16. An apparatus as set forth in claim 15, wherein said blade is curved convexly in the direction of rotation of said rotary body.
17. An apparatus as set forth in claim 2, wherein the rotary blades are inclined to the axis of revolution of the rotary body with the leading edge of each blade first encountering the supply of said viscous material.
18. The method set forth in claim 1, wherein the viscous material is fed into the path of the rotary blades in the form of a plurality of streams disposed equidistantly along the path of the rotary blades.
19. An apparatus as set forth in claim 2, including means acting on the stream of material in advance of said rotary body for accelerating the velocity of said stream.
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|US2612654 *||Oct 2, 1948||Oct 7, 1952||David E O'connor||Fiber spinning method and apparatus|
|US3257182 *||Jan 31, 1962||Jun 21, 1966||Bertil Nystrom Ernst Holger||Production of mineral fibers|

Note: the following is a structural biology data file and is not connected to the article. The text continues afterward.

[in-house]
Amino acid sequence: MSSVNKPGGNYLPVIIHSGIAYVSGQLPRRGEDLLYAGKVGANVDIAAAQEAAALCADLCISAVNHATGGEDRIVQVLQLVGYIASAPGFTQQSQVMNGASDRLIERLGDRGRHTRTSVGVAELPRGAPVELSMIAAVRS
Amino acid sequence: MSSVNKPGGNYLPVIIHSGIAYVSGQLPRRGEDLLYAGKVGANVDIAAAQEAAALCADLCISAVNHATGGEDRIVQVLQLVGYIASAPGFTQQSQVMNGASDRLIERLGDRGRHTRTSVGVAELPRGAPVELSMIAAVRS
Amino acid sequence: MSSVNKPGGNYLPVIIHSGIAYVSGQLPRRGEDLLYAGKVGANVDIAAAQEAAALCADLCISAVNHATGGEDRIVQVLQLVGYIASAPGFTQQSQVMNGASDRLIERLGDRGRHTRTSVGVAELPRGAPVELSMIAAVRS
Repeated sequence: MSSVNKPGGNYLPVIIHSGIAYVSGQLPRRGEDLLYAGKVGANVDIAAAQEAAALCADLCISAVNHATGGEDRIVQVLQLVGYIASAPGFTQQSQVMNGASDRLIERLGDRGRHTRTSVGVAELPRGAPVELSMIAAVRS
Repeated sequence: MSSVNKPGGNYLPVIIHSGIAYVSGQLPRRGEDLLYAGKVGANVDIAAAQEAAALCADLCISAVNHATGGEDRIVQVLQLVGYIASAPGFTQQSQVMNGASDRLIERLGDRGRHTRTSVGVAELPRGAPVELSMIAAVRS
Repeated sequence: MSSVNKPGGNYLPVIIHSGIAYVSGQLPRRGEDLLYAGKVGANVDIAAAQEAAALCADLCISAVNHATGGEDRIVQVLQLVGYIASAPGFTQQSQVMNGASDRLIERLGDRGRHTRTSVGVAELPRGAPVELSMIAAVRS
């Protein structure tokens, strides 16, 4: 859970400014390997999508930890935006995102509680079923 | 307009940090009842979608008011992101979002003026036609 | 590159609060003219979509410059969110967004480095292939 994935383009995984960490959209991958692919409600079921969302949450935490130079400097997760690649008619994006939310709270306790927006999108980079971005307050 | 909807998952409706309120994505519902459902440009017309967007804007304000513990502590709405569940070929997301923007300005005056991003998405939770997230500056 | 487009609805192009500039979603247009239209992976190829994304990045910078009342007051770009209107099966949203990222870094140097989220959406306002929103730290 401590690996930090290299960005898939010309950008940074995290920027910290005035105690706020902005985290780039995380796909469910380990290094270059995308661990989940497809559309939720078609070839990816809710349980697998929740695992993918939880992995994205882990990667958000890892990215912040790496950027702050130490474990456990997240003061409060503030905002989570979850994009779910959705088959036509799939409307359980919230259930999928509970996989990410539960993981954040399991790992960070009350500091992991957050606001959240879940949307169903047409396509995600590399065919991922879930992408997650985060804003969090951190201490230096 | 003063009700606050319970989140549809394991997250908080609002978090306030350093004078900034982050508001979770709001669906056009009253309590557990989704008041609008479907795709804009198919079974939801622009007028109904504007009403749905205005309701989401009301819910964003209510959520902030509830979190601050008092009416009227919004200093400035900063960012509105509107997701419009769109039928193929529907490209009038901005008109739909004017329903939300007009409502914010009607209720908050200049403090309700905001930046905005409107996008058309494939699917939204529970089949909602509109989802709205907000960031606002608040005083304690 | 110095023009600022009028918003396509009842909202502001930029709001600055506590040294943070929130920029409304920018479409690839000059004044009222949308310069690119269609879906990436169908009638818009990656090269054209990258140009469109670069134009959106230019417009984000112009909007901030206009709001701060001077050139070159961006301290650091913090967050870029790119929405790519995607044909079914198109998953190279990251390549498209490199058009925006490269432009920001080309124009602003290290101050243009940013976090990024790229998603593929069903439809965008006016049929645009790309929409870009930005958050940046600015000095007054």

|CH367289A *||Title not available|
|Citing Patent||Filing date||Publication date||Applicant||Title|
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|US3920362 *||Feb 11, 1974||Nov 18, 1975||Jeffers Albert L||Filament forming apparatus with sweep fluid channel surrounding spinning needle|
|US4062987 *||Dec 31, 1975||Dec 13, 1977||Campbell Soup Company||Protein texturization by centrifugal spinning|
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|US4544393 *||May 22, 1984||Oct 1, 1985||Owens-Corning Fiberglas Corporation||Rotary fiber forming method and apparatus|
|US4746470 *||Apr 18, 1984||May 24, 1988||Kureha Kagaku Kogo Kabushiki Kaisha||Process for the preparation of carbon fibers having structure reflected in cross sectional view thereof as random mosaic|
|US4917715 *||Dec 27, 1988||Apr 17, 1990||Owens-Corning Fiberglas Corporation||Method for producing rotary textile fibers|
|US4986893 *||Jan 4, 1990||Jan 22, 1991||Kureha Kagaku Kogyo Kabushiki Kaisha||Process for producing pitch for carbon materials|
|US5834033 *||May 12, 1997||Nov 10, 1998||Fuisz Technologies Ltd.||Apparatus for melt spinning feedstock material having a flow restricting ring|
|US8057203 *||Oct 2, 2008||Nov 15, 2011||Gap Engineering LLC||Pyrospherelator|
|US8343394||Sep 23, 2011||Jan 1, 2013||Gap Engineering LLC||Pyrospherelator|
|U.S. Classification||65/455, 264/12, 425/470, 425/8, 425/7, 264/164, 65/517, 425/224, 264/8|
|International Classification||C03B37/04, C03B37/05|